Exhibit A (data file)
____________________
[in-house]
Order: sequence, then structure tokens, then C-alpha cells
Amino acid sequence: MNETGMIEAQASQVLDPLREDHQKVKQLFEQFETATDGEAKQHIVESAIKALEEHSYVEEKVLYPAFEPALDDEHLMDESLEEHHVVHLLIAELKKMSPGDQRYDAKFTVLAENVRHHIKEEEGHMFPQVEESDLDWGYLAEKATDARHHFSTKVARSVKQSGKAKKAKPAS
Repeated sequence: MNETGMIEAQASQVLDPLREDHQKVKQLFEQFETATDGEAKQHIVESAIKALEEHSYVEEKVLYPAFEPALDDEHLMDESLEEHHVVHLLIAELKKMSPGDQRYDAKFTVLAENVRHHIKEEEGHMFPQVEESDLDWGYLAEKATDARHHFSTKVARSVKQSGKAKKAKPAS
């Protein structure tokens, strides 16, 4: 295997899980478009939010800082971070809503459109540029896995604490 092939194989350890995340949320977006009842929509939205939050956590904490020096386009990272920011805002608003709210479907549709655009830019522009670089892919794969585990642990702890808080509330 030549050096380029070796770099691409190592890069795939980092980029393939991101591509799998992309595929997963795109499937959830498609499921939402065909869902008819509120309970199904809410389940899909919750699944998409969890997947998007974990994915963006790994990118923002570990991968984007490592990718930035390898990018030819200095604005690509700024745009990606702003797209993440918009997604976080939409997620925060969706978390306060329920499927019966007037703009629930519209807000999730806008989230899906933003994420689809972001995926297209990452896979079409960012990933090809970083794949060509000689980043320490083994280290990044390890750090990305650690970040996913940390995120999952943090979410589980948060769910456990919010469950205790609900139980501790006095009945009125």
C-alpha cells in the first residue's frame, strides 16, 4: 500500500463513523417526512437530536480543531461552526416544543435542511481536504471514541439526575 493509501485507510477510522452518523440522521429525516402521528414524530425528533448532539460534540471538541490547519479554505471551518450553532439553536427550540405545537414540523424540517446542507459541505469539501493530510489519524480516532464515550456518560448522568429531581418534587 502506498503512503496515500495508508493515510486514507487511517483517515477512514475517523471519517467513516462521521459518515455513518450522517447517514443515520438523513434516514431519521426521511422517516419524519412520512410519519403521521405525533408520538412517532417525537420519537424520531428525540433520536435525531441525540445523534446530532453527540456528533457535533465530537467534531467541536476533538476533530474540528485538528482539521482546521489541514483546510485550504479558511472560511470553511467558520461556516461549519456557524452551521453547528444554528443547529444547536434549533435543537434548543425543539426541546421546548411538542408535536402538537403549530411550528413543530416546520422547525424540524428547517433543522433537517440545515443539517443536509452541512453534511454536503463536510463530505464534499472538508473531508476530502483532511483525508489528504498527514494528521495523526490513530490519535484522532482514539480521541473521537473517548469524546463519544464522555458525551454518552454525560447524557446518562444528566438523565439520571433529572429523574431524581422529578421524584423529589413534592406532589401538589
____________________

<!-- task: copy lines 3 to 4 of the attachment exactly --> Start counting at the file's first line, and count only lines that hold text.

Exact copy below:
Amino acid sequence: MNETGMIEAQASQVLDPLREDHQKVKQLFEQFETATDGEAKQHIVESAIKALEEHSYVEEKVLYPAFEPALDDEHLMDESLEEHHVVHLLIAELKKMSPGDQRYDAKFTVLAENVRHHIKEEEGHMFPQVEESDLDWGYLAEKATDARHHFSTKVARSVKQSGKAKKAKPAS
Repeated sequence: MNETGMIEAQASQVLDPLREDHQKVKQLFEQFETATDGEAKQHIVESAIKALEEHSYVEEKVLYPAFEPALDDEHLMDESLEEHHVVHLLIAELKKMSPGDQRYDAKFTVLAENVRHHIKEEEGHMFPQVEESDLDWGYLAEKATDARHHFSTKVARSVKQSGKAKKAKPAS